Food assistance programs bring love of Jesus to feed the hungry, displaced
October 12, 2021
Volunteers help distribute food at the Mamie George Community Center (MGCC) in the Richmond-Rosenberg area of Fort Bend County. (Photo courtesy of Catholic Charities of the Archdiocese of Galveston-Houston)
HOUSTON — When it comes to feeding the hungry and homeless living in the Houston area, the numbers are great, and the stories about the life circumstances that led them down these roads vary. Food assistance programs offered by Catholic Charities of the Archdiocese of Galveston-Houston not only focus on feeding their hunger pangs but also providing care and compassion to feed starving souls in need of the love of Jesus Christ.
Since 1943, the ministry has been fulfilling its vision to be a people of faith, assisting individuals and families in need in Southeast Texas to achieve self-sufficiency and live with dignity. This includes its Family Assistance Program that prevents hunger and homelessness through a network of four resource centers in Fort Bend, Galveston and Harris counties. They provide staple non-perishable food items, fresh produce and frozen meats to ensure important nutritional needs are met. In addition, large-scale drive-through food distributions held on a weekly basis bring food to anyone who attends and expresses a need.
At the Mamie George Community Center (MGCC) in the Richmond-Rosenberg area of Fort Bend County, Brock C. Akers and his wife, Colleen, have been serving with Catholic Charities through the Order of Malta. He is inspired by their ministry work together day in and day out that he feels fulfills the call for Christians to bring the love and affection of Jesus Christ to all those in need, especially the hungry and homeless.
Akers said the volunteers have been forced to social distance because of the pandemic, yet through the car windows, they see so much of what the people in need in the community experience.
“Some of the folks coming through our line have been living in their cars, and many are so unaccustomed to needing help with something as fundamental as groceries that they are broken, and somewhat ashamed,” said Akers. “We hear the stories, we share the tears, but most of all, we have been able to demonstrate to those whose paths have been placed in front of us that the love of Jesus Christ is boundless and is found in many places and many forms. The sense of gratitude and relief that we are shown at each and every food fair fills our tanks, making us anxious to come back.”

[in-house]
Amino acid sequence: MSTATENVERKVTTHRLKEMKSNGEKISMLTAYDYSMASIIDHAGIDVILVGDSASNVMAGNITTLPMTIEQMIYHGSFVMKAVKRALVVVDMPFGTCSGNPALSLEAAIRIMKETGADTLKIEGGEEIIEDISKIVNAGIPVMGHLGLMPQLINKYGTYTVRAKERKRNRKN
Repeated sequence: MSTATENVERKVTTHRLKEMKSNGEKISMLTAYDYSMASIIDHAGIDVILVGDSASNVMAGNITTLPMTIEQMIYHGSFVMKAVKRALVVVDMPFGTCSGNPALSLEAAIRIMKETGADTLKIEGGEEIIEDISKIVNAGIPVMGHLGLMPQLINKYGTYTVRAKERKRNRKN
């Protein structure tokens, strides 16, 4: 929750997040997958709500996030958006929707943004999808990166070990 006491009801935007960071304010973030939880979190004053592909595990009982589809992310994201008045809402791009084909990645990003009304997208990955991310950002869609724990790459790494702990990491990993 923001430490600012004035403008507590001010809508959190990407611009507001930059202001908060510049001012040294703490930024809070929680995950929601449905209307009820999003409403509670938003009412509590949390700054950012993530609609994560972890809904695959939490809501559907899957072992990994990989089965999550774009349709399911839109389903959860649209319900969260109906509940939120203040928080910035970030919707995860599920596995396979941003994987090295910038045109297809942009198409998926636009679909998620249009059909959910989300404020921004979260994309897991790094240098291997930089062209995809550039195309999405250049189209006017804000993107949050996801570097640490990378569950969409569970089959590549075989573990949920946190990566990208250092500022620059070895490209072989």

According to Cynthia N. Colbert, MSW, president and CEO of Catholic Charities of the Archdiocese of Galveston-Houston, more than half (57%) of the households that received food assistance from Catholic Charities from July 1, 2020 to June 30, 2021 were served in Fort Bend County. The same is true for individuals served (55%) and pounds of food distributed (63%). She said due to an increase in need during the pandemic area-wide, there is a higher than usual level of service currently.
“COVID-19 created a greater need for food assistance and assistance in general, so as a result, the number of clients served and pounds of food distributed grew dramatically in both 2020 and 2021 compared to pre-pandemic years,” said Colbert.
Catholic Charities served 343,869 individuals from 80,170 households in food assistance alone, more than triple the annual average during normal operations. In addition, 1.6 million pounds of food were distributed in 2019, which rose to 2.6 million in 2020 and doubled to 5.2 million in 2021.
Colbert said, since March 2020, services have been modified to ensure continued health and safety of clients, volunteers and staff. This includes drive-thru food distributions and home delivery of meals, diapers and other household goods. In 2020, close to 3,000 home deliveries of food and other essentials were made by Catholic Charities, which doubled to 6,203 in 2021.
“We continue to provide large-scale food distributions on a weekly basis and have resumed limited in-person services at our food pantries, which allow clients to safely self-select food items directly from our pantries,” said Colbert. “Moving forward, we plan to continue to conduct food distributions and are working toward scaling up our in-person services as the state of the pandemic permits.”
Catholic Charities, one of the 60-plus ministries supported by the Diocesan Services Fund (DSF), directly benefits from this annual unrestricted support from the Archdiocese that can be used throughout the agency in areas of highest need. Colbert said this is one of the largest single contributions the ministry receives annually.
“By supporting the DSF, the Catholic community is able to pool resources to create a larger impact — not just at Catholic Charities, but for other ministries supported by the Archdiocese,” said Colbert. “In this way, every donation, no matter how large or small, is an important piece of the larger picture. We couldn’t do what we do without the support of the Archdiocese and the DSF.”
Akers encourages the faithful to support the DSF so he and his team of volunteers can continue to do their good works at the food pantry.
“Catholic Charities touches people at all walks of life, and it should be looked at not just for the wonderful services performed for those in need or those in a temporary crisis,” said Akers. “That part of the institution is well known and well understood, but it is also an organization that serves the people like me who might not otherwise have a means and opportunity to give of themselves directly. That sense of satisfaction and accomplishment, knowing that you are fulfilling God’s will for your life, has a value that cannot be measured.”